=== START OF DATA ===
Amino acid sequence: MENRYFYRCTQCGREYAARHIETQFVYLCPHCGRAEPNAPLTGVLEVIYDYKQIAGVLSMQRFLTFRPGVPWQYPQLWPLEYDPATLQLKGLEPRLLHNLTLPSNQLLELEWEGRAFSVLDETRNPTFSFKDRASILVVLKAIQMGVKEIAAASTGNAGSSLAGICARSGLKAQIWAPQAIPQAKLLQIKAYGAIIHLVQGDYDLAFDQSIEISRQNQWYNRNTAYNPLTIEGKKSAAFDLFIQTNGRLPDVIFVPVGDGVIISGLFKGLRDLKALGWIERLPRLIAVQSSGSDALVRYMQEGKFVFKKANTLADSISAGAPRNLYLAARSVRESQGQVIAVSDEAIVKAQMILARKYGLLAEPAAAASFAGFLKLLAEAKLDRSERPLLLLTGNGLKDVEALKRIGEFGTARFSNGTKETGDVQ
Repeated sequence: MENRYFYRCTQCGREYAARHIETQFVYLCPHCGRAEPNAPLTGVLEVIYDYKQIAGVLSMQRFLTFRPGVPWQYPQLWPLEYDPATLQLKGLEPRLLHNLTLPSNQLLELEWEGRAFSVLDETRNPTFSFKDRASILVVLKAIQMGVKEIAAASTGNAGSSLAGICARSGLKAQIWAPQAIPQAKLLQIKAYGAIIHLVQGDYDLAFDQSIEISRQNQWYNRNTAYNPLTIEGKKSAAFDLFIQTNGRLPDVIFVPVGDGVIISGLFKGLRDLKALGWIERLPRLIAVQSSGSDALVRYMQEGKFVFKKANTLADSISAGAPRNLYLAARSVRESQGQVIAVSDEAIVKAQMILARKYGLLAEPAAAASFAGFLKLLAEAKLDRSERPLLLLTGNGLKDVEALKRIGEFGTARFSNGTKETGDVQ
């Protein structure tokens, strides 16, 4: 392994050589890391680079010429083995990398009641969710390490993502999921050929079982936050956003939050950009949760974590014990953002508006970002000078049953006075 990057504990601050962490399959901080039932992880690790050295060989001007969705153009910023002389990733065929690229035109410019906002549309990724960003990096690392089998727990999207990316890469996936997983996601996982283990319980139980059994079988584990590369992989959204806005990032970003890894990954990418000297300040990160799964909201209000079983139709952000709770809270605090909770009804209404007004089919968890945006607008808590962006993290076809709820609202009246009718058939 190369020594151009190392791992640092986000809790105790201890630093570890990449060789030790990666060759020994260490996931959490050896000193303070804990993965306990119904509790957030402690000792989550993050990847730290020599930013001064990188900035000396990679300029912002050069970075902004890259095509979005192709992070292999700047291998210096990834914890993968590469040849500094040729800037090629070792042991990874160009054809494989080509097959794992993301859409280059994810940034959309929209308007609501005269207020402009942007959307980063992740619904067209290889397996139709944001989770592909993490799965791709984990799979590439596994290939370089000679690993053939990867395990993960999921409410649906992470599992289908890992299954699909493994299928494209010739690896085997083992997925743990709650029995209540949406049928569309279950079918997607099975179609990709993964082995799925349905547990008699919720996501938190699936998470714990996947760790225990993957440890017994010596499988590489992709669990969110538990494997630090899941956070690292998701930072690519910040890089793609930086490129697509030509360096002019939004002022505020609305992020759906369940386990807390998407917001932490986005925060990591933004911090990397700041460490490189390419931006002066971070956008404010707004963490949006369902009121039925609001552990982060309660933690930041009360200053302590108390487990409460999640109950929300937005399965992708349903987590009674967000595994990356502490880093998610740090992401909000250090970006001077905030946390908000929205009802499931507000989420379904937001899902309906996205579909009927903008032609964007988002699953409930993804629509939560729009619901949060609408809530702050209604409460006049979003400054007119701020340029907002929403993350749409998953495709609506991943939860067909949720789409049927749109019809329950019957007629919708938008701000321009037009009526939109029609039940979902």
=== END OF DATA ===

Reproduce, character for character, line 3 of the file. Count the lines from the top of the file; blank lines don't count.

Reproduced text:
């Protein structure tokens, strides 16, 4: 392994050589890391680079010429083995990398009641969710390490993502999921050929079982936050956003939050950009949760974590014990953002508006970002000078049953006075 990057504990601050962490399959901080039932992880690790050295060989001007969705153009910023002389990733065929690229035109410019906002549309990724960003990096690392089998727990999207990316890469996936997983996601996982283990319980139980059994079988584990590369992989959204806005990032970003890894990954990418000297300040990160799964909201209000079983139709952000709770809270605090909770009804209404007004089919968890945006607008808590962006993290076809709820609202009246009718058939 190369020594151009190392791992640092986000809790105790201890630093570890990449060789030790990666060759020994260490996931959490050896000193303070804990993965306990119904509790957030402690000792989550993050990847730290020599930013001064990188900035000396990679300029912002050069970075902004890259095509979005192709992070292999700047291998210096990834914890993968590469040849500094040729800037090629070792042991990874160009054809494989080509097959794992993301859409280059994810940034959309929209308007609501005269207020402009942007959307980063992740619904067209290889397996139709944001989770592909993490799965791709984990799979590439596994290939370089000679690993053939990867395990993960999921409410649906992470599992289908890992299954699909493994299928494209010739690896085997083992997925743990709650029995209540949406049928569309279950079918997607099975179609990709993964082995799925349905547990008699919720996501938190699936998470714990996947760790225990993957440890017994010596499988590489992709669990969110538990494997630090899941956070690292998701930072690519910040890089793609930086490129697509030509360096002019939004002022505020609305992020759906369940386990807390998407917001932490986005925060990591933004911090990397700041460490490189390419931006002066971070956008404010707004963490949006369902009121039925609001552990982060309660933690930041009360200053302590108390487990409460999640109950929300937005399965992708349903987590009674967000595994990356502490880093998610740090992401909000250090970006001077905030946390908000929205009802499931507000989420379904937001899902309906996205579909009927903008032609964007988002699953409930993804629509939560729009619901949060609408809530702050209604409460006049979003400054007119701020340029907002929403993350749409998953495709609506991943939860067909949720789409049927749109019809329950019957007629919708938008701000321009037009009526939109029609039940979902």